Brooklyn Brewery, founded by Steve Hindy and Tom Potter in 1987, had grown exponentially from a neighborhood enterprise, brewing traditional lagers for local beer enthusiasts, to one of the top US craft beer producers. With success came an influx of competitors, both large and small. This case provides background on the company, the beer industry, and the emergence of the craft sector-and asks students to consider Brooklyn Brewery’s best strategy for future growth.
We will use this case to apply concepts learned this week. Please read the case in-depth 2-3 times and complete the following tasks:
1. Let’s identify the current Business Model of Brooklyn Brewery. In order to identify the business model, we will complete the Business Model Canvas Template provided below. The first page of the canvas provides definitions and explanation of what will go in each box.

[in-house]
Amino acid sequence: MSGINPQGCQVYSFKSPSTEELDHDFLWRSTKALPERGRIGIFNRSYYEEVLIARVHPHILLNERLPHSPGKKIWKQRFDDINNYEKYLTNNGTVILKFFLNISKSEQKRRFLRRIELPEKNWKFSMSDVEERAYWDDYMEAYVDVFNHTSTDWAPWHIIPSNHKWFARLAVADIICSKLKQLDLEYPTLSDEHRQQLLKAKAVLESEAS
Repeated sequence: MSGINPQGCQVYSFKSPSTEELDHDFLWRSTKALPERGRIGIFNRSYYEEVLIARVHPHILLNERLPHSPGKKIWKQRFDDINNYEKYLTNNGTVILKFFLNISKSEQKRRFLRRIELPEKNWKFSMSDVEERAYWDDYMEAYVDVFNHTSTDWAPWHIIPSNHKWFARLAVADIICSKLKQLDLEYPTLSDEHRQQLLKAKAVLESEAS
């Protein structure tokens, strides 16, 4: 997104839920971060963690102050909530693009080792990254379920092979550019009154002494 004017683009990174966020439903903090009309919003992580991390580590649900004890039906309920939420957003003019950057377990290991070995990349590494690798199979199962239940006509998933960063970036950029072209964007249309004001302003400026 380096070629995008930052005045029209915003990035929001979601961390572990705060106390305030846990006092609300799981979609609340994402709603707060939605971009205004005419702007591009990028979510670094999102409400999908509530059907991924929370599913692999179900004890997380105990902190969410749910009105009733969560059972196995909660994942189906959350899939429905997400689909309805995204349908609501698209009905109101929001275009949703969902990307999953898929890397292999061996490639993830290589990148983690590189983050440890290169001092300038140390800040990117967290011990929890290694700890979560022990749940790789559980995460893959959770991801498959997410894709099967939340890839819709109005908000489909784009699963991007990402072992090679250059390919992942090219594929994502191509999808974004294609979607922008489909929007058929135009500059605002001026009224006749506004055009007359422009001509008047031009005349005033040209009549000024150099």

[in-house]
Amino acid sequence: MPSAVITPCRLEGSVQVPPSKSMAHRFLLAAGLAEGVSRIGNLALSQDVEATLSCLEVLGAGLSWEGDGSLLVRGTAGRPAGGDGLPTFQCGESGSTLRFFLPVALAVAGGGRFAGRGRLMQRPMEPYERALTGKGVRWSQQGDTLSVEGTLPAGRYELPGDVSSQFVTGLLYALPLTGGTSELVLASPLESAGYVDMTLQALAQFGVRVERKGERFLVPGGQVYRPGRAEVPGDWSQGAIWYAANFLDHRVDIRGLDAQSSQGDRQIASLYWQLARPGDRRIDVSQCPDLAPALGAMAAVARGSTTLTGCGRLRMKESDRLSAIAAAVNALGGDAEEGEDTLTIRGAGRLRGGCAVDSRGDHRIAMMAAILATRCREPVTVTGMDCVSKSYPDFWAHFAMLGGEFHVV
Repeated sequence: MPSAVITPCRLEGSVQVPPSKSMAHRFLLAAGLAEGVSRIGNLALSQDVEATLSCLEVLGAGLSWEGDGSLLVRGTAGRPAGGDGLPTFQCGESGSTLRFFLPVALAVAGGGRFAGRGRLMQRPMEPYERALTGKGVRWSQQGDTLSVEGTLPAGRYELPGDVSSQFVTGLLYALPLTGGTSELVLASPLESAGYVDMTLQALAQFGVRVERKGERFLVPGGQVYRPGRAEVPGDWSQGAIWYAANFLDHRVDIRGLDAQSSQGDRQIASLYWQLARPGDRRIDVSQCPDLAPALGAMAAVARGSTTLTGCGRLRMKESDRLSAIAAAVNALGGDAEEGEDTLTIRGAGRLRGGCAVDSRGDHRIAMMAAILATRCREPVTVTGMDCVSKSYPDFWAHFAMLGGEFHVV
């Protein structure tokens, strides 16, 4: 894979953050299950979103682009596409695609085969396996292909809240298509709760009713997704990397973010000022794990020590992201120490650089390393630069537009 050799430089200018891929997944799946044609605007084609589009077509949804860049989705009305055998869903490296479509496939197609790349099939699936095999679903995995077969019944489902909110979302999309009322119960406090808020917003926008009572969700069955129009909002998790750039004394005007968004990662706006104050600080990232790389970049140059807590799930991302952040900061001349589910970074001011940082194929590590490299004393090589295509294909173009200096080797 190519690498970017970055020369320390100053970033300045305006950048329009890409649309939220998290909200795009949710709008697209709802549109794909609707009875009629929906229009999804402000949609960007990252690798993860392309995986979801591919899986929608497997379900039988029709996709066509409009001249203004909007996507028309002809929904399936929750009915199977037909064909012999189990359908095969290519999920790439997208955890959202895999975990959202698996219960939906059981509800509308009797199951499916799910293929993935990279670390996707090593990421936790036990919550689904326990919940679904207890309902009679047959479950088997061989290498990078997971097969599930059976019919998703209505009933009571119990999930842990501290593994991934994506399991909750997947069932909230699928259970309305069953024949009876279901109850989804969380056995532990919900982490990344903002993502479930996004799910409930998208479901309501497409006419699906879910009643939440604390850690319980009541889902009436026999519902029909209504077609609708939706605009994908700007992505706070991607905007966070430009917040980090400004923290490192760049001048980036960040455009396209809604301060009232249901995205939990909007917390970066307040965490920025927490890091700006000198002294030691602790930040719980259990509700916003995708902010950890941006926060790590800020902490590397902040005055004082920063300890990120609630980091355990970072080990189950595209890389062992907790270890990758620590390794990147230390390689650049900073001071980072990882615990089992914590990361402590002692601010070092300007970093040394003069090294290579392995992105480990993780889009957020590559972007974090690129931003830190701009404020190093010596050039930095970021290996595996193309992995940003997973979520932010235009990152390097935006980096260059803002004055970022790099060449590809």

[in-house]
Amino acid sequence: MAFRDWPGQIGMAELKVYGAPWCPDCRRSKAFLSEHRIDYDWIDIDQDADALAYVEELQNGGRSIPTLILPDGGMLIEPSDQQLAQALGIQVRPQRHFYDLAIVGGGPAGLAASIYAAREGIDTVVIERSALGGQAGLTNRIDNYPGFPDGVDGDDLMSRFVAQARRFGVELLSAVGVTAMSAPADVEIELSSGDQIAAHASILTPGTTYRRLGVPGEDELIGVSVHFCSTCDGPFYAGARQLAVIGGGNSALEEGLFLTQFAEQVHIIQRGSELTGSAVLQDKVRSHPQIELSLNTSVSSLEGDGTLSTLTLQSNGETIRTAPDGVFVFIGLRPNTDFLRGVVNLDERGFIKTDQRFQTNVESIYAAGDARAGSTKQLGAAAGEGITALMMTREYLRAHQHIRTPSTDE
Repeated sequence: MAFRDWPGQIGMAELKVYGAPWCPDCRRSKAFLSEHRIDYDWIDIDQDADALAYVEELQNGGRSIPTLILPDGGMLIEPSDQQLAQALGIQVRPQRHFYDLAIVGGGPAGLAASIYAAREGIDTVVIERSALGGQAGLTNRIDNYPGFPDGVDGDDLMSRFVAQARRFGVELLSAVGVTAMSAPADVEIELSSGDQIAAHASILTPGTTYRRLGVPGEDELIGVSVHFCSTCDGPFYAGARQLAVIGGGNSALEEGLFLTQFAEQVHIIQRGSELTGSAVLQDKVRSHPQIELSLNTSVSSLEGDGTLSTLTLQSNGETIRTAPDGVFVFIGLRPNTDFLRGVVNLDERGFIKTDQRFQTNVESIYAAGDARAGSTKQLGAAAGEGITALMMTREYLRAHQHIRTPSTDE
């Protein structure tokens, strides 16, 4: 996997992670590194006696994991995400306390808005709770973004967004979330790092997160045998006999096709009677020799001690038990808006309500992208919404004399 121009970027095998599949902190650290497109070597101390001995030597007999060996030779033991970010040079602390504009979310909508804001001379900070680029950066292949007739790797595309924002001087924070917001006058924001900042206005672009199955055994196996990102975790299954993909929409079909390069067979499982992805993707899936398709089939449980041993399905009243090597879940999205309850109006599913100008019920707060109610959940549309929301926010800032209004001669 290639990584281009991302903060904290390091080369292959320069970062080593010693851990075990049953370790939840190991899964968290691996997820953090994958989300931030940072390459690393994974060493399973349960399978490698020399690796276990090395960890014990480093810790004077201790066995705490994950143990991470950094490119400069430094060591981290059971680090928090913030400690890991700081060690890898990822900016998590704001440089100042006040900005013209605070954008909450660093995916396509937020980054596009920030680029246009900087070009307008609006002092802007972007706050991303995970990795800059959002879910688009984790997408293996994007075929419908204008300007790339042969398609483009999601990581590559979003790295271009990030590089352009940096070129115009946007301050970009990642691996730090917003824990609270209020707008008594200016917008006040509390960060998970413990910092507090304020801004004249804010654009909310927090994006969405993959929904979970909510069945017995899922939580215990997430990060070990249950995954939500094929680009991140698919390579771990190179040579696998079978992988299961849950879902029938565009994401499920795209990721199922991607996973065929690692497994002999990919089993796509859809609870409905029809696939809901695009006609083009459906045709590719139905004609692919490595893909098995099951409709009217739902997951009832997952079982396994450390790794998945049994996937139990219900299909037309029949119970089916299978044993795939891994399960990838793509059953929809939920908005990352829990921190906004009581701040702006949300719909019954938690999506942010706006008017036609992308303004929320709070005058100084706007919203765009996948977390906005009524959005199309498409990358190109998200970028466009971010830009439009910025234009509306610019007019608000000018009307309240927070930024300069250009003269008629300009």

2. What are the key dimensions of the beer industry structure (Please complete Porter’s Five Forces Framework to identify the industry structure).
3. What were the key structural obstacles faced by Hindy and Potter when they started BB (you must have identified these already with your Porter’s five force analysis)?
4. How did Brooklyn Brewery overcome the beer industry’s structural obstacles? In what way did its approach lead to profit margins high (or higher) than those of Big Beer?
You’re not writing a paper. Please make sure all the questions or answer. The reading material is attach below as well as the Business Model Canvas.
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